If you’re considering getting weight loss surgery but like your nights out, you might want to think again. Bariatric surgery is a broad group of surgeries that can have an effect on your weight, and most, if not all, of them (including Vertical Sleeve Gastrectomy) carry the real risk of lowering your alcohol tolerance. This means that a weight loss surgery will make you far more vulnerable to alcohol compared to a normal person.
Your alcohol tolerance is lowered because you have reduced the size of your stomach, and it therefore isn’t there to process the alcohol as effectively as someone with their ‘full stomach’. In a way, this might be seen as a good thing. Alcohol is expensive, so cutting down should help you save a bit of money here and there. You should also lose weight further as there are a lot of calories in alcohol and consuming less should help you reduce your weight further. To take the analysis to the extreme, people are more likely to order takeaways when they have been drinking and so you might even cut down on these too – further weight loss!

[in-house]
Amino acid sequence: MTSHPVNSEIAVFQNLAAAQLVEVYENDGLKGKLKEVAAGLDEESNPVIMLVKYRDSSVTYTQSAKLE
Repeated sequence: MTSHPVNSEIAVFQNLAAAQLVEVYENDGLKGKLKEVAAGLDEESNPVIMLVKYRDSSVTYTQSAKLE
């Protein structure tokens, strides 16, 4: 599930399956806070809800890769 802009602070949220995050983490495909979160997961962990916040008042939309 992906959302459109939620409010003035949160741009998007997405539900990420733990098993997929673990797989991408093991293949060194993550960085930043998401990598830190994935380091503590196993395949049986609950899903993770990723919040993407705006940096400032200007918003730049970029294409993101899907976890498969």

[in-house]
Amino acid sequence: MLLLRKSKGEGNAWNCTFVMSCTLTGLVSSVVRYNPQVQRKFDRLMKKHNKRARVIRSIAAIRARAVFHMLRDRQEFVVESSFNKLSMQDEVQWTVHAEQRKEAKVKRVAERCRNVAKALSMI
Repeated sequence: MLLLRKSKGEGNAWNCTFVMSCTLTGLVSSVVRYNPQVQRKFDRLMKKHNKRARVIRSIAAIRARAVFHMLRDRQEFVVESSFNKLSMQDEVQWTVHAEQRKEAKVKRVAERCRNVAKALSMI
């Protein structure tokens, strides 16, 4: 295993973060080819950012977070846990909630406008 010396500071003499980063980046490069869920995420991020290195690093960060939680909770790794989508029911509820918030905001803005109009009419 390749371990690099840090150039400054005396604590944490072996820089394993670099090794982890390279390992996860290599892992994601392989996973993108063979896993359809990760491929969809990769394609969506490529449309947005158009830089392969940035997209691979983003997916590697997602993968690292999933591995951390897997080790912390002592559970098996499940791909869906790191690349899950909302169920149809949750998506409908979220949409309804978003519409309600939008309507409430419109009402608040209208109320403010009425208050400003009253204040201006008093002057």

Drink driving becomes a problem for bariatric surgery patients too. One study shows that for bariatric patients, one glass of wine consumed quickly would leave them comfortably under the drink drive limit; afterwards it puts them just over the limit. It also took the patients longer (88 minutes compared with 49 minutes) for the alcohol to leave their system.
Weight loss surgery is only recommended for those that have tried all other methods available to reduce their weight, and where weight is becoming a serious health problem with no apparent solution. The fact that the surgery lowers your alcohol tolerance may make you reconsider the surgery option and help motivate you to follow the fitness and dietary approaches first.